BEAUMONT – When area resident Blanca Myers went to go eat at Bruce’s Seafood Deli earlier this year, having a car smash into the restaurant certainly wasn’t on the menu.
On Oct. 29, Myers filed a $1 million lawsuit against Bruce’s Seafood, alleging the restaurant is liable for injuries because it failed to place concrete barriers in front of the establishment to protect customers from motorists.
Phyllis Thomas, the woman who crashed into the restaurant, is also named as a defendant.
According to the lawsuit, Myers was eating at Bruce’s Seafood on March 27 when Thomas crashed her Lexus sedan into the Port Arthur restaurant. Although she wasn’t struck directly, Myers claims the crash caused various parts of the building to fly through the air and hit her.
Myers also claims she was forced to react quickly, which caused discs in her back to rupture.
Prior to the crash, another driver had allegedly crashed into Bruce’s Seafood, according to the lawsuit.
“The prior accident put Bruce’s on notice that additional security measures were necessary to protect the clientele of the restaurant, such as concrete posts, which many other facilities now have, but Bruce’s does not,” the suit states.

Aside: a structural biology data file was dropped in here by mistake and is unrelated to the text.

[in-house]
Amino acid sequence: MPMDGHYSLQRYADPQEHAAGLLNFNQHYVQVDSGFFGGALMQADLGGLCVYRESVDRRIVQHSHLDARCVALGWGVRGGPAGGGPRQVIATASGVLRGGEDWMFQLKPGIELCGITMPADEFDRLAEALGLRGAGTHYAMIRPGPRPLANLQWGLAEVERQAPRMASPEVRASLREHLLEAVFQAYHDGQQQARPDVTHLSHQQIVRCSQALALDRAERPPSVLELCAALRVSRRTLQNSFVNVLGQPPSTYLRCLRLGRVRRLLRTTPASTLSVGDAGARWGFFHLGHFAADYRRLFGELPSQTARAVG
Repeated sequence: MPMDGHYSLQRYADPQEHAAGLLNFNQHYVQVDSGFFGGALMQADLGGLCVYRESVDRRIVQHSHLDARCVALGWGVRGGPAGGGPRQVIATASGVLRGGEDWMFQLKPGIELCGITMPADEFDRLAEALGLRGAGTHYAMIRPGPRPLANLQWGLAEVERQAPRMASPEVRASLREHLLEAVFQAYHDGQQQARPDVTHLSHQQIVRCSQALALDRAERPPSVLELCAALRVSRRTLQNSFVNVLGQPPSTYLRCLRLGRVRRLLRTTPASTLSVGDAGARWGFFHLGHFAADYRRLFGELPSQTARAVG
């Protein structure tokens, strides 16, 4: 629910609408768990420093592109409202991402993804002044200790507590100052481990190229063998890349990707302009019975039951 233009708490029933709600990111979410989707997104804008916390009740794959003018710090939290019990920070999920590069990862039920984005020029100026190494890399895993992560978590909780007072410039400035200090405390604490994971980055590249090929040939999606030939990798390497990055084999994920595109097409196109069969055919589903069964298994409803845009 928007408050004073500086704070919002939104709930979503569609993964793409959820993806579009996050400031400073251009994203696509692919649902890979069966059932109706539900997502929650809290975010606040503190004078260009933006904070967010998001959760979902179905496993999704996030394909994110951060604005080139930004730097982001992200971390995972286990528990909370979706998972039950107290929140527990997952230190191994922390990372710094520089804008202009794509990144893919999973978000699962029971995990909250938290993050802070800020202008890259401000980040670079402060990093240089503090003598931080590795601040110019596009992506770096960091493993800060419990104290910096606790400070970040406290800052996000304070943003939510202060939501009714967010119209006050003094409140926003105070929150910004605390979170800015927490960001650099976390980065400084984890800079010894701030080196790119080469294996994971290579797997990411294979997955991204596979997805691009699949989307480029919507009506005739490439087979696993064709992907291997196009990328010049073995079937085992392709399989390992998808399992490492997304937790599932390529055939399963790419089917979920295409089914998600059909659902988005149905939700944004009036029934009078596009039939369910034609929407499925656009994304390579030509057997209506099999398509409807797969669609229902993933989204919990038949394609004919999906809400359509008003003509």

“Therefore, Bruce’s negligence proximately caused (Myers’) damages and injuries.”
The suit further faults Thomas for negligently failing to apply her brakes in a timely manner.
Bruce’s Seafood answered the lawsuit the day after it was filed, generally denying Myers’ allegations and requesting she prove her claims.
The answer also states the amount Myers was allegedly billed for medical treatment is in excess of the amounts actually paid or incurred.
Myers is suing for her past and future physical pain, mental anguish, medical expenses and impairment.
Moore Landrey attorneys Jon Burmeister and Tommy Yeates represent her.
Bruce’s Seafood is represented by James Cersonsky, attorney for the Houston law firm Fanaff, Hoagland & Gonzales.
Judge Justin Sanderson, 60th District Court, is assigned to the case.
Case No. B-202834